Record keeping is important as the regulations say that if a landlord has taken ‘’all reasonable steps to comply with their duty under the regulations’’ they are not in breach of the duty. In each case it is a matter of looking at what steps were taken, for example, simply asking your normal gas safety engineer to attend the property and being told they are not working would not count as reasonable steps but contacting a number of engineers to establish that no gas safety registered engineer is able to visit the property would be sufficient (you should keep any replies from contractors) or keep the communication from your tenant about their shielding or self-isolation status.
When it comes to compliance with the health and safety regulations you may also want to evidence that all previous checks have been conducted, that there are no outstanding repairs or, for example, that the boiler is only three years old.
Houses in multiple occupation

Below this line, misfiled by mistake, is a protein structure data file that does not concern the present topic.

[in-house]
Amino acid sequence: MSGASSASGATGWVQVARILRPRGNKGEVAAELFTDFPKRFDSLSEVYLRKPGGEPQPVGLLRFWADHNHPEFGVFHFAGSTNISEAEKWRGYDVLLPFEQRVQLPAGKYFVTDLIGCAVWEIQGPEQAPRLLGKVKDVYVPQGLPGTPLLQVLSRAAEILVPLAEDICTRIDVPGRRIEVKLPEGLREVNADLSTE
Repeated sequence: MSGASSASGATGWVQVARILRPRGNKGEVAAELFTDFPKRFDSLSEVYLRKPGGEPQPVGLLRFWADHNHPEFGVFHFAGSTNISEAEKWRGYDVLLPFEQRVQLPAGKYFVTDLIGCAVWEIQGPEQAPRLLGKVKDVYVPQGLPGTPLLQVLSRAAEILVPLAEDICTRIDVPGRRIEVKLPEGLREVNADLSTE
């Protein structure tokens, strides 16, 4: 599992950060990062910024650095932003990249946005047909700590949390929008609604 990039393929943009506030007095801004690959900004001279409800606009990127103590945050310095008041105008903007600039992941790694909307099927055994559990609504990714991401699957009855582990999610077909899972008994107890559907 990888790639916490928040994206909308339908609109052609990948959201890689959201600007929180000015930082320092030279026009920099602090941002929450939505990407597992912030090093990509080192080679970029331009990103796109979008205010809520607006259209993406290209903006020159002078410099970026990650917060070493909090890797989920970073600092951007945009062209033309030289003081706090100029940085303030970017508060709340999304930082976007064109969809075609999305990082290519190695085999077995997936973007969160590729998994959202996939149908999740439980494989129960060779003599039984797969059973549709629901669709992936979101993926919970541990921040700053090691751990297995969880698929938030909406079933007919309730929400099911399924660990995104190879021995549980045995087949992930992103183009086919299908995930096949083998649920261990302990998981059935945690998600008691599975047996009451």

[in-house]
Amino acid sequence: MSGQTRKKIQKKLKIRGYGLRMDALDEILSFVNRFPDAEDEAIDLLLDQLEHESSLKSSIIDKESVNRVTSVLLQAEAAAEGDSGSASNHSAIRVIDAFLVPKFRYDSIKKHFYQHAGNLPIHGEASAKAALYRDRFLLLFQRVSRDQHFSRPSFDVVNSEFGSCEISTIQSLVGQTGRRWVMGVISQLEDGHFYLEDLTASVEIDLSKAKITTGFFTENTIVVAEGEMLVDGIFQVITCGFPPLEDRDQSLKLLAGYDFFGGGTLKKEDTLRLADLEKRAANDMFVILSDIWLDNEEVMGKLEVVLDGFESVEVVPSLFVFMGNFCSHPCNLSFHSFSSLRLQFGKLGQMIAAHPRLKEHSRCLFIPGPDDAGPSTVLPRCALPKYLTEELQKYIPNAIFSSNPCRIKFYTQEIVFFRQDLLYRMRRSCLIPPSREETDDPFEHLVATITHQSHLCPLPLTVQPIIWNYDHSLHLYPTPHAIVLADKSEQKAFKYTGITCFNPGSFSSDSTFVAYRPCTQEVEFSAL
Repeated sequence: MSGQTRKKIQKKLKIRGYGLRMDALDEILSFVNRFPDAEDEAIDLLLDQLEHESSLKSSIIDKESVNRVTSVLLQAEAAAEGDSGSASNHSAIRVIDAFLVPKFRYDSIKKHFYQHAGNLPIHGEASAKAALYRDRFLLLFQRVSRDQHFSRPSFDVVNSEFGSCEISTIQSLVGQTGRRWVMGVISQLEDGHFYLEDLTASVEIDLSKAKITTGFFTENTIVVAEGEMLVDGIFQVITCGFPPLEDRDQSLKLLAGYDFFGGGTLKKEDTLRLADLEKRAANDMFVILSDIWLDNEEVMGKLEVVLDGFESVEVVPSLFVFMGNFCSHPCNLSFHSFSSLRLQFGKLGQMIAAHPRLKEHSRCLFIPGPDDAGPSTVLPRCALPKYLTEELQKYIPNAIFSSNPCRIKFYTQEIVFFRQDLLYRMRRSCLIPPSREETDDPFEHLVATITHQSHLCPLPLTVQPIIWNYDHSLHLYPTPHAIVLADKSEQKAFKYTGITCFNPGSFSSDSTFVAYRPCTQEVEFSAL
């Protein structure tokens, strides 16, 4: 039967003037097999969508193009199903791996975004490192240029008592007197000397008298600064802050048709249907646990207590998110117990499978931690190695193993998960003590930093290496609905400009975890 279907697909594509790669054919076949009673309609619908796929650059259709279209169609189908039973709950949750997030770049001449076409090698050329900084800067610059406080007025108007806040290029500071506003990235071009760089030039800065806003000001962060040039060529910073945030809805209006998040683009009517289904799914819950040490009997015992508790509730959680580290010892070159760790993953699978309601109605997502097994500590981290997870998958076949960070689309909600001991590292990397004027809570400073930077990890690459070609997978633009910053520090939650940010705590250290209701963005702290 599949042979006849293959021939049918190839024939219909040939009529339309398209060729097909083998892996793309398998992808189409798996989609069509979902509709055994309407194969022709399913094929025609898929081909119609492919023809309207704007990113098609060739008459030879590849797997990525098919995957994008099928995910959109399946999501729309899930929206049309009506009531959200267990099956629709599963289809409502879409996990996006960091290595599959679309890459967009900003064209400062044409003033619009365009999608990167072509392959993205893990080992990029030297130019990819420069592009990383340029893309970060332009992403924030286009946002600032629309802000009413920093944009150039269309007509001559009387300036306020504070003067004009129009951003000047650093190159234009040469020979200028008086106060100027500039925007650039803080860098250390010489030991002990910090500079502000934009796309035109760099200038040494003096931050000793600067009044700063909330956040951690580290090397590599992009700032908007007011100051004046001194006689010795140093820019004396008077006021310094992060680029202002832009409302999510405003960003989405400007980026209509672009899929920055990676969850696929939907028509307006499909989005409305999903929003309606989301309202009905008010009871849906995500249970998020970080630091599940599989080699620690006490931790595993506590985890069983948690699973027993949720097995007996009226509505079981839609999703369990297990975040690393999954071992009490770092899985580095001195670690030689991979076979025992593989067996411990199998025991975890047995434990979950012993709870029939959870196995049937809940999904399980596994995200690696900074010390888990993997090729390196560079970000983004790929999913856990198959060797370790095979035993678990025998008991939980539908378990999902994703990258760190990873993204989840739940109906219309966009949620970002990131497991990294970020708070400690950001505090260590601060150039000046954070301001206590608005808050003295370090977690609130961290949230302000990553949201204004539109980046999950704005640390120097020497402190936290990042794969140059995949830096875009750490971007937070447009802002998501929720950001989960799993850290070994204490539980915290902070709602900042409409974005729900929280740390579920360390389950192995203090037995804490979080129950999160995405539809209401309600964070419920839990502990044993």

If you are a landlord of a Home in Multiple Occupation (HMO) and one of your tenants
thinks they may have Covid-19 then you can't evict the tenant. Equally you are not obliged to find alternative accommodation for the tenants in the HMO who are symptom free. All a landlord can do is ensure that tenants follow the government public heath advice in the same way as any other UK household, including advice on self-isolation within households.
If you are unsure of your repair obligations and need legal advice about landlord and tenant repair obligations or have questions about tenancy agreements then the landlord and tenant team at OTS Solicitors can help you find a solution. Call us on 0203 959 9123 or complete our online enquiry form.